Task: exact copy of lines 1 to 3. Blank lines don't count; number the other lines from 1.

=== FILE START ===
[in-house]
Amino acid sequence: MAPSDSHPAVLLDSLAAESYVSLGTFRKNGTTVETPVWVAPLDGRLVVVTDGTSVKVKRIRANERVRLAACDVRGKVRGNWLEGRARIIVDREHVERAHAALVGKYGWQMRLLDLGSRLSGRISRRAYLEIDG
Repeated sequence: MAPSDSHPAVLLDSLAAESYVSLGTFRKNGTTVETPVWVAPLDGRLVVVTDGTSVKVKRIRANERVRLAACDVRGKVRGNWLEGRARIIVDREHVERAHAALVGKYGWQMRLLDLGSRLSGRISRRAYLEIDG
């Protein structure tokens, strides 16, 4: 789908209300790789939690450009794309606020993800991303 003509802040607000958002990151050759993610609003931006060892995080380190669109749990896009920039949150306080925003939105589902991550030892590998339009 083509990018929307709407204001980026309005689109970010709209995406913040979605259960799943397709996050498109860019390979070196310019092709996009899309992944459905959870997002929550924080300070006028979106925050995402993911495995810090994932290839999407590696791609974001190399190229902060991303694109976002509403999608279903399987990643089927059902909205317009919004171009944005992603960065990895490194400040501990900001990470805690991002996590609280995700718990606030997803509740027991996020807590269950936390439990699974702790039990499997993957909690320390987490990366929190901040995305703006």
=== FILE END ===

[in-house]
Amino acid sequence: MAPSDSHPAVLLDSLAAESYVSLGTFRKNGTTVETPVWVAPLDGRLVVVTDGTSVKVKRIRANERVRLAACDVRGKVRGNWLEGRARIIVDREHVERAHAALVGKYGWQMRLLDLGSRLSGRISRRAYLEIDG
Repeated sequence: MAPSDSHPAVLLDSLAAESYVSLGTFRKNGTTVETPVWVAPLDGRLVVVTDGTSVKVKRIRANERVRLAACDVRGKVRGNWLEGRARIIVDREHVERAHAALVGKYGWQMRLLDLGSRLSGRISRRAYLEIDG